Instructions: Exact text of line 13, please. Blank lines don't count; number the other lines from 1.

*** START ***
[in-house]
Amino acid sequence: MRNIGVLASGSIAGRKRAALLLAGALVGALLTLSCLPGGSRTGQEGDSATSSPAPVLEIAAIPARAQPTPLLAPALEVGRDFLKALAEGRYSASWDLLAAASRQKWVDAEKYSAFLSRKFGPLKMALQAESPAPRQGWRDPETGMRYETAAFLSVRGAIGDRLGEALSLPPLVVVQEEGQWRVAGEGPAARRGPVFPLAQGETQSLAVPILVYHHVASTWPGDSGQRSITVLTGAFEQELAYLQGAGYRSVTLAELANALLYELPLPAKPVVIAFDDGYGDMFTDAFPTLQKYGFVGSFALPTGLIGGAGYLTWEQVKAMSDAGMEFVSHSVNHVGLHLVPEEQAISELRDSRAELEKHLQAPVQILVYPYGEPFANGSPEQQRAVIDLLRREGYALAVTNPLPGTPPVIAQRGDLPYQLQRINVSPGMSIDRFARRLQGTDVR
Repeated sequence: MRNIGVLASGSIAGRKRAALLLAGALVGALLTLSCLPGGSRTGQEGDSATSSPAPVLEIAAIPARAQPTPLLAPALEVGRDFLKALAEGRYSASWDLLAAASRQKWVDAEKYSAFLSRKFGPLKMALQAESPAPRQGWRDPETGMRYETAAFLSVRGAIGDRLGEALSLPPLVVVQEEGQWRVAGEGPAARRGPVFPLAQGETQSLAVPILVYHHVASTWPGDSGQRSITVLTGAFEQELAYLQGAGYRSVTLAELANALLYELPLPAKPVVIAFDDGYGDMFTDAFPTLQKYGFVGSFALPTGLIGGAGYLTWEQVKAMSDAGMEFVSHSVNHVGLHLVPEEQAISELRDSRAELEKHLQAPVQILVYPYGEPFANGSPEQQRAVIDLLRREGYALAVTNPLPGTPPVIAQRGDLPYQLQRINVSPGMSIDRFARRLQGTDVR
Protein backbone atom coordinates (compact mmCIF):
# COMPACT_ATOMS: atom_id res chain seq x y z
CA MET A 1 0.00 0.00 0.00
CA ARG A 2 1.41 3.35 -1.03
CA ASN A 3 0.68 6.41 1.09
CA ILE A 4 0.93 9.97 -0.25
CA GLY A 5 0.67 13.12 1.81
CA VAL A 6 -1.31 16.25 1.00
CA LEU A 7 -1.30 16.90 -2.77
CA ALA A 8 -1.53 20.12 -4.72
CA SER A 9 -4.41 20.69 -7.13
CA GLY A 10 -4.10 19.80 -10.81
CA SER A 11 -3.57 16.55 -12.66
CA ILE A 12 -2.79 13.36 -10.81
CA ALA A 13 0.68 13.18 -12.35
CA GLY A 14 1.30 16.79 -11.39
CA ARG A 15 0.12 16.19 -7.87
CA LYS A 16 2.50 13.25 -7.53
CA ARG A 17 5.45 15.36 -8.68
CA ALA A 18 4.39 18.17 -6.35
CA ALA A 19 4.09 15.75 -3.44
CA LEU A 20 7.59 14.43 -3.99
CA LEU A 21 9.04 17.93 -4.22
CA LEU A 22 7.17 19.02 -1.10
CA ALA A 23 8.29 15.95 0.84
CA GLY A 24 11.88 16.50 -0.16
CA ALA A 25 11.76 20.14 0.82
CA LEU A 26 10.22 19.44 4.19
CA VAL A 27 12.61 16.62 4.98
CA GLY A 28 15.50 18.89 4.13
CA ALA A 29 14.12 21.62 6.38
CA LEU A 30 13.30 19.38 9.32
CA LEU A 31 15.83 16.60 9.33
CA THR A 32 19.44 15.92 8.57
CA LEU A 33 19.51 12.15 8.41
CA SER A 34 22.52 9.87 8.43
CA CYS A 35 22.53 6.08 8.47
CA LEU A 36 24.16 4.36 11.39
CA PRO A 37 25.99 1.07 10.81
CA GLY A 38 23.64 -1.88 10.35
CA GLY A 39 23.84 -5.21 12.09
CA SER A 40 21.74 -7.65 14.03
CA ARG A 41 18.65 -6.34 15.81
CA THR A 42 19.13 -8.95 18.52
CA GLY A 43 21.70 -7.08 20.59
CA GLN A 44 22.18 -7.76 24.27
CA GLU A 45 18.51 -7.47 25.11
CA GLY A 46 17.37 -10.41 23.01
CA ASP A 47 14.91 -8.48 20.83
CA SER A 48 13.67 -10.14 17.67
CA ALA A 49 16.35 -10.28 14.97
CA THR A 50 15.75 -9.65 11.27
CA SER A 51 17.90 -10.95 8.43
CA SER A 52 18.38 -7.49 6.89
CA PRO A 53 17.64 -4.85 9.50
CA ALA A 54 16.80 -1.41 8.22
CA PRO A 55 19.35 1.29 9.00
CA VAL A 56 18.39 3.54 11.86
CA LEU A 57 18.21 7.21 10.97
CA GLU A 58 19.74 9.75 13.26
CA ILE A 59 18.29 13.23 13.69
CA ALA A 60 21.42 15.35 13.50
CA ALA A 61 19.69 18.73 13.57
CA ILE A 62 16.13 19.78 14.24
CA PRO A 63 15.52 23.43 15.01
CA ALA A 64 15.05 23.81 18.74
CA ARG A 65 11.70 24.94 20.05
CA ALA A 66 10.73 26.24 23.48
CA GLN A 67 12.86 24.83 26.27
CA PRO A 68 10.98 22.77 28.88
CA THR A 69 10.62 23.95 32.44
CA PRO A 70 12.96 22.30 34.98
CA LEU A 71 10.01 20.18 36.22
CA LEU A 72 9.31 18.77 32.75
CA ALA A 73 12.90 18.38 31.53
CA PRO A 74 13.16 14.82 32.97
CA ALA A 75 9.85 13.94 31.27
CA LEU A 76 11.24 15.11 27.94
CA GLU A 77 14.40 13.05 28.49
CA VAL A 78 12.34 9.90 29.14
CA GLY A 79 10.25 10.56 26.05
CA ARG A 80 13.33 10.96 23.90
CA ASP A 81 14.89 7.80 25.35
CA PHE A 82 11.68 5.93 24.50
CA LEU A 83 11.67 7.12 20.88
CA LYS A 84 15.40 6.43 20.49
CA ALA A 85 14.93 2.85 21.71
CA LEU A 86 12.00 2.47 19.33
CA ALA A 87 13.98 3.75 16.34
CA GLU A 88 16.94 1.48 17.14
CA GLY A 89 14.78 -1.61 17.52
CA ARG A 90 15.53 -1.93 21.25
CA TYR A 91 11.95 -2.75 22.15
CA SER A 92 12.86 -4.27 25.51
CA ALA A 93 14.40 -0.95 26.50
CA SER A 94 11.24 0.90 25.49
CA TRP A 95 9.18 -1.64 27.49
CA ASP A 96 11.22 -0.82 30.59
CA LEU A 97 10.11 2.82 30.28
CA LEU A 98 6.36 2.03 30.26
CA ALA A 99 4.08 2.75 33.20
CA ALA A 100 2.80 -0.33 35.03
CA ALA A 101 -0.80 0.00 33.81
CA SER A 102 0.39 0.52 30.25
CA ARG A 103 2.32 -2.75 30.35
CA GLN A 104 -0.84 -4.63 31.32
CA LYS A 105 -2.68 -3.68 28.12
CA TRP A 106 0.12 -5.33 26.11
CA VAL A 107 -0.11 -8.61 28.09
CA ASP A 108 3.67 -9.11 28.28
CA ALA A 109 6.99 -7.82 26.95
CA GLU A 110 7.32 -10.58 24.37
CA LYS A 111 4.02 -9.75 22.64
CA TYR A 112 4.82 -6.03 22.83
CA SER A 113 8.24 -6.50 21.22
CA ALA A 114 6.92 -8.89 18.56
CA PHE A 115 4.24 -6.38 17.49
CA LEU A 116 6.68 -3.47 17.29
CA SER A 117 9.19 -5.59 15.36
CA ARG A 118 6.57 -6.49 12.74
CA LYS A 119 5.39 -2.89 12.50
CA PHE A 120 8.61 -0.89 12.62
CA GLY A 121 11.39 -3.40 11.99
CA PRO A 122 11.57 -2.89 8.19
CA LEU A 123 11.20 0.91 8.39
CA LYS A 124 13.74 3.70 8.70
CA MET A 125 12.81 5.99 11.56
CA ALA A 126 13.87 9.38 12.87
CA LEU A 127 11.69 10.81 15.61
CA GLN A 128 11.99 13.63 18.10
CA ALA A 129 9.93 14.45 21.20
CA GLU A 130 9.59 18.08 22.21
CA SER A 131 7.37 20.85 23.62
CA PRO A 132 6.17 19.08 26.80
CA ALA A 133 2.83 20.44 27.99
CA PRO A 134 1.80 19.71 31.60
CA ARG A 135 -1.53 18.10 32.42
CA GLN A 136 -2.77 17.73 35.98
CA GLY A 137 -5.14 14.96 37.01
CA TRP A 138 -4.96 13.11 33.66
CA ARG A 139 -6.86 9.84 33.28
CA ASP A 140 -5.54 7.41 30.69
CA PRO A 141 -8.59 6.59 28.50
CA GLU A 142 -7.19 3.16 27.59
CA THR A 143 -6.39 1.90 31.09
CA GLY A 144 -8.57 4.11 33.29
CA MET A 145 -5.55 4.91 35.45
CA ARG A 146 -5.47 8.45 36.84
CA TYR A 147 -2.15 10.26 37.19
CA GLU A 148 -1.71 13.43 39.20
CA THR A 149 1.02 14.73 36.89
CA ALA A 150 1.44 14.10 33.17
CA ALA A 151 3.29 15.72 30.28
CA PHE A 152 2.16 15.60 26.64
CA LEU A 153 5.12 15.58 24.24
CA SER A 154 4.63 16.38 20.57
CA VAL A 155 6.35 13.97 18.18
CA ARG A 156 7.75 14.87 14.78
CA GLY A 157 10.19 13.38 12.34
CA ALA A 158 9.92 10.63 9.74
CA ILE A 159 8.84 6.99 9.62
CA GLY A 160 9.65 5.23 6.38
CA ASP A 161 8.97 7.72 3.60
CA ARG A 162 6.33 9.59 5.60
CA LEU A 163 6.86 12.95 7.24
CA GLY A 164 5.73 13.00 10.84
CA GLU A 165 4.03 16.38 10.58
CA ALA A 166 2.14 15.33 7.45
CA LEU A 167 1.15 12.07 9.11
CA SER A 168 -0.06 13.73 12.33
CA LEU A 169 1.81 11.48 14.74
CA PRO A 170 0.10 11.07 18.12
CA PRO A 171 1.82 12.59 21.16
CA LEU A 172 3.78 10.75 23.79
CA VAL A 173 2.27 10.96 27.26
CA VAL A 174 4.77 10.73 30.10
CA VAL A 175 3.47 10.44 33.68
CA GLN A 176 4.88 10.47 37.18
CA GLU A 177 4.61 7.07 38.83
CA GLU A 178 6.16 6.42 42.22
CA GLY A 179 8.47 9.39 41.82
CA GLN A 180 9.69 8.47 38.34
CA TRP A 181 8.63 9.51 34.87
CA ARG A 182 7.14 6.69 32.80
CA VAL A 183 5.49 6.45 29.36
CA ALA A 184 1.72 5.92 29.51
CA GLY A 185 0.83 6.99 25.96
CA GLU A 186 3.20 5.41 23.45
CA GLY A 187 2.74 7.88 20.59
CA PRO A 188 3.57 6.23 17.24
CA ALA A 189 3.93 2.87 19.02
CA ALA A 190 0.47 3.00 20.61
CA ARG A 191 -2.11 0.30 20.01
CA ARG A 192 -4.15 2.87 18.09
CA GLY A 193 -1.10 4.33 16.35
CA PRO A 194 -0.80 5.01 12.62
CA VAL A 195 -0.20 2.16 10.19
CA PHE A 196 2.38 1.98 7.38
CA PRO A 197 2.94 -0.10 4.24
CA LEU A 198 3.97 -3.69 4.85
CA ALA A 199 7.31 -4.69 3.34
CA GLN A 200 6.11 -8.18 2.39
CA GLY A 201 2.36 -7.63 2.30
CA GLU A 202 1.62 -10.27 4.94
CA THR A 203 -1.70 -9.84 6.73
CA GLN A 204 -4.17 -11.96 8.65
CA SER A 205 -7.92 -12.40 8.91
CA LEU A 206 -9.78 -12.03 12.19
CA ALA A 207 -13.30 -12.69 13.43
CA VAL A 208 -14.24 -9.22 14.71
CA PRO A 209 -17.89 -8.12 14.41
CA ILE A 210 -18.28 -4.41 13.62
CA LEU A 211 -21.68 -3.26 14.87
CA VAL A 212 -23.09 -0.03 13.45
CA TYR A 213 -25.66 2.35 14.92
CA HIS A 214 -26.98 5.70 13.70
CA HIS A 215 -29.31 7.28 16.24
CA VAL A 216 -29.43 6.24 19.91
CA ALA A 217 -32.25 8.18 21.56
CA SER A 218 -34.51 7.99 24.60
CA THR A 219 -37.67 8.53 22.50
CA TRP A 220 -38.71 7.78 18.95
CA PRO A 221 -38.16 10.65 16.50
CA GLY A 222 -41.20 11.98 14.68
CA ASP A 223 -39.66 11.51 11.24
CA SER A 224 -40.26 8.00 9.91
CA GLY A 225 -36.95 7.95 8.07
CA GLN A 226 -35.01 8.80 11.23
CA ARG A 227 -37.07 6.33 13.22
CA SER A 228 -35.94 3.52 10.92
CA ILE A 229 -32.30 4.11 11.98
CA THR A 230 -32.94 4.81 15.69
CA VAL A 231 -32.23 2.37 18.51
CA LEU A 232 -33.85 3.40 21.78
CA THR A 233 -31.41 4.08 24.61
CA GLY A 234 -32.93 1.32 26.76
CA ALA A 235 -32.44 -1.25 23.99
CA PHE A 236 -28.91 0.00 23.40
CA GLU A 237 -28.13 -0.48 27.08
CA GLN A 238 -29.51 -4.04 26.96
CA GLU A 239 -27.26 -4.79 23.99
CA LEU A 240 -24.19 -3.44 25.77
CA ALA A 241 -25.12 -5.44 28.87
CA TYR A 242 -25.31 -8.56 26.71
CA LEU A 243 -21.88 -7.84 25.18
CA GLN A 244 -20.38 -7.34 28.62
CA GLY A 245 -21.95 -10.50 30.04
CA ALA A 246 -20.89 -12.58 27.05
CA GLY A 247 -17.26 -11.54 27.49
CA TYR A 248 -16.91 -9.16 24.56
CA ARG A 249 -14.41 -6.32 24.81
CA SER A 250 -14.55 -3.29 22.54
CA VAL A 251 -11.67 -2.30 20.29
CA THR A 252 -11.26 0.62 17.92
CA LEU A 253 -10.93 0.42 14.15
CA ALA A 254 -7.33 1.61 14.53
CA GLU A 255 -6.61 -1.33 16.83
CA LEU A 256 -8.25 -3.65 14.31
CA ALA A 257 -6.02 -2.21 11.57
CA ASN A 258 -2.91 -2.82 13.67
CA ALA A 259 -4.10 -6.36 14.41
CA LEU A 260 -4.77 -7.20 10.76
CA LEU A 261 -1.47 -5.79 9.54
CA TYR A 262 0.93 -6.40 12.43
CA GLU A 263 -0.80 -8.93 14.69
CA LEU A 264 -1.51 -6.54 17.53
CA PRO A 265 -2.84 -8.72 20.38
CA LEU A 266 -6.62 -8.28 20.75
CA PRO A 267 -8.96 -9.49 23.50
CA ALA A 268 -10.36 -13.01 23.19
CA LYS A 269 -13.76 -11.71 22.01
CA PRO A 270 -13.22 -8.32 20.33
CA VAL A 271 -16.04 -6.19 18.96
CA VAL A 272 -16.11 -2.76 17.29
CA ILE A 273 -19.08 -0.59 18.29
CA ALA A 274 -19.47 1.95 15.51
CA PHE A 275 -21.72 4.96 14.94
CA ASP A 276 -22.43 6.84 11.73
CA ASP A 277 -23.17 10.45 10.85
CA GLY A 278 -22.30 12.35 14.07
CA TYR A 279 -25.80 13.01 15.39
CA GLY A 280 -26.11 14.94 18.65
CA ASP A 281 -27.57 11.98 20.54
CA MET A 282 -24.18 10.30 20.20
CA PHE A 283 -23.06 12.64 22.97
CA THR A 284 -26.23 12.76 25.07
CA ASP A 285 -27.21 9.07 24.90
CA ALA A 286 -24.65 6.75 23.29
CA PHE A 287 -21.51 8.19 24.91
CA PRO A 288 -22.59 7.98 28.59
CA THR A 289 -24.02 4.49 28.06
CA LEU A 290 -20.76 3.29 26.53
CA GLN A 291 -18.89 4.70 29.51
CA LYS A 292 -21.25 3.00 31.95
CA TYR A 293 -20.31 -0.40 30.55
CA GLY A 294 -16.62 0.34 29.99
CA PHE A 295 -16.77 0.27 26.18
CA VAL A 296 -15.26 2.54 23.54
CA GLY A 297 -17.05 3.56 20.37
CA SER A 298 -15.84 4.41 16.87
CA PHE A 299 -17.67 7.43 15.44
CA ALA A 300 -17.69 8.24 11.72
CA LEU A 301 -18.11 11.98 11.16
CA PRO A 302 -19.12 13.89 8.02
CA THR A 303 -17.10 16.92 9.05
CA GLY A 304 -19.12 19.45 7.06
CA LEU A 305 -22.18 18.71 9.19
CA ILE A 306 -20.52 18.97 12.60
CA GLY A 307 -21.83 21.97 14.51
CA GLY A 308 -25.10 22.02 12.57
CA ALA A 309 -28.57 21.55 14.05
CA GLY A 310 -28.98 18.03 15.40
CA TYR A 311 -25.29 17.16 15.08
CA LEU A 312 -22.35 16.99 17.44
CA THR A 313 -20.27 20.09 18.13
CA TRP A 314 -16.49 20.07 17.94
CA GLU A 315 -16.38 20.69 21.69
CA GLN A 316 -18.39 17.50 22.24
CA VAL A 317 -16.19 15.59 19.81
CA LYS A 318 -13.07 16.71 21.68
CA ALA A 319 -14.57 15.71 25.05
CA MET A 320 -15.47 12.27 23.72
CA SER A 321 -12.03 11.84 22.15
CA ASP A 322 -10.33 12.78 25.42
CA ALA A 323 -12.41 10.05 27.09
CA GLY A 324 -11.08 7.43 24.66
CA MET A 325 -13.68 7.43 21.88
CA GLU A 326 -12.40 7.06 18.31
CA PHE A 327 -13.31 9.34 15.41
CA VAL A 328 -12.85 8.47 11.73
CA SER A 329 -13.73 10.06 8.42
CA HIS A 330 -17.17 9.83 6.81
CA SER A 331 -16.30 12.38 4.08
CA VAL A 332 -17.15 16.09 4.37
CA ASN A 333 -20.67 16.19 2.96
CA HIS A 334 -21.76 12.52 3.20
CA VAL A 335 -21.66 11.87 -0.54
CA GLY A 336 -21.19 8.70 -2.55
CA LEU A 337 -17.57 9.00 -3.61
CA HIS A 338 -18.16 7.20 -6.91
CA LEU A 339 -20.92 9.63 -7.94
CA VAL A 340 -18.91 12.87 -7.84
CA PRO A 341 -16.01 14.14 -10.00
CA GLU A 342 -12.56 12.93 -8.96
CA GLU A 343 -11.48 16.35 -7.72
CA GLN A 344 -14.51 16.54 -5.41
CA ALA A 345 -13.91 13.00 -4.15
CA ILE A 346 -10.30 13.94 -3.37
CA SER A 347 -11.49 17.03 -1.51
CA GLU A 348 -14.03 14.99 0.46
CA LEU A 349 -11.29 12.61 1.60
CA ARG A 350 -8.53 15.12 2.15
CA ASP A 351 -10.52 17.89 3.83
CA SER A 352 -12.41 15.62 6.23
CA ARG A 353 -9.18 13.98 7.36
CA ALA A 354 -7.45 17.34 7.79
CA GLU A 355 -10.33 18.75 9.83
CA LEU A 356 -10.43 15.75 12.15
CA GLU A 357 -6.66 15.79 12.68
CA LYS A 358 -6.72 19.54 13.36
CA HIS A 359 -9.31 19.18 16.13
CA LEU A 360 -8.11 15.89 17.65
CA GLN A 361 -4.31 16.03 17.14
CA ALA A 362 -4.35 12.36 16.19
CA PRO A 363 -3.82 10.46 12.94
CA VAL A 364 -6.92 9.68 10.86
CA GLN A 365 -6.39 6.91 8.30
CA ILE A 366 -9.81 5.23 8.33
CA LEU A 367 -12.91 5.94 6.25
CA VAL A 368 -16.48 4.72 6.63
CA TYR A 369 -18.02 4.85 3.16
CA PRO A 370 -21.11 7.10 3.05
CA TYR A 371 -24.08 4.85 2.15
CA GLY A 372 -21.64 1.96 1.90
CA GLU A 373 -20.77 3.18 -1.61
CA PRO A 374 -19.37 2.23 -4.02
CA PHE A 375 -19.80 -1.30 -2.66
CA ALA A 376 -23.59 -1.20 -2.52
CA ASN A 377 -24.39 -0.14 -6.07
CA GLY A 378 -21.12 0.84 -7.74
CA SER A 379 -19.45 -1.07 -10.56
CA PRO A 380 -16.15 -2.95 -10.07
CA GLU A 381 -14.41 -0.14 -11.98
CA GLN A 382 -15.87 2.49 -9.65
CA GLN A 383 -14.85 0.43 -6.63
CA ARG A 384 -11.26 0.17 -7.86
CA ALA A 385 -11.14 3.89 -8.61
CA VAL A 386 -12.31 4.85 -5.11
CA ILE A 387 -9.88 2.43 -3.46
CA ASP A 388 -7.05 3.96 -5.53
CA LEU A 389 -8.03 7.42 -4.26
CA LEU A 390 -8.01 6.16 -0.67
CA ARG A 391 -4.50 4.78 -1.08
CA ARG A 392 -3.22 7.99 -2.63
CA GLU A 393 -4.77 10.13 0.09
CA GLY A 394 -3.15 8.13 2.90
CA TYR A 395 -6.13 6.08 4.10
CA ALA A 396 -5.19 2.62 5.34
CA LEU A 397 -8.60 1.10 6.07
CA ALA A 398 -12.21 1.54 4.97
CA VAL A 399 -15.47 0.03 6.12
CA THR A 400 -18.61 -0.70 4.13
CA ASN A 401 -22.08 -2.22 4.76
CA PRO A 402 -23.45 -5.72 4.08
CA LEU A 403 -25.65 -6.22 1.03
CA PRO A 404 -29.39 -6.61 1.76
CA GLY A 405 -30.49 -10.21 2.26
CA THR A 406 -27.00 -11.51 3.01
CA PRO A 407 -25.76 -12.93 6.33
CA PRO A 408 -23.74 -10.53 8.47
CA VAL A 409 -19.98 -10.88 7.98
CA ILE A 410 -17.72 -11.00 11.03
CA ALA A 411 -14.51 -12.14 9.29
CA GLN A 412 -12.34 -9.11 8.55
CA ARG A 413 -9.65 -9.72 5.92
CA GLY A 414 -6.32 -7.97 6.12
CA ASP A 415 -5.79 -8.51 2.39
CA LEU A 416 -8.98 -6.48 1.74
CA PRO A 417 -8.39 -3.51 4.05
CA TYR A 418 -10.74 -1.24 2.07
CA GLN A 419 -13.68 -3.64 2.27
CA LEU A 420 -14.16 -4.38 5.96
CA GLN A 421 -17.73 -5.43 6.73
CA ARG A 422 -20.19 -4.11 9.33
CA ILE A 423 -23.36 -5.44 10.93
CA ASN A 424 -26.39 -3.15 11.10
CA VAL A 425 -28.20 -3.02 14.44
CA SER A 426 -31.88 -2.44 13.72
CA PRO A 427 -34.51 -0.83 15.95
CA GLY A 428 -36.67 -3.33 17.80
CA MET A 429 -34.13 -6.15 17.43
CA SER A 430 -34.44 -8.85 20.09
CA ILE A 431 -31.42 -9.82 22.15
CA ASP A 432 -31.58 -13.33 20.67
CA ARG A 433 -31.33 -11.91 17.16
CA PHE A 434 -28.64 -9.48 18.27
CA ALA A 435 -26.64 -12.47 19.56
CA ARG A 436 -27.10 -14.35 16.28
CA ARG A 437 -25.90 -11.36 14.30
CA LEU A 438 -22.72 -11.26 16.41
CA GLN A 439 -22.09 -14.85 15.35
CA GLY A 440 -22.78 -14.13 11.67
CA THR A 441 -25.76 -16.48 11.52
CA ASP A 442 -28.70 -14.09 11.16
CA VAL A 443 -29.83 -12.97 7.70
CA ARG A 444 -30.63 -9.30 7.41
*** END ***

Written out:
CA ALA A 8 -1.53 20.12 -4.72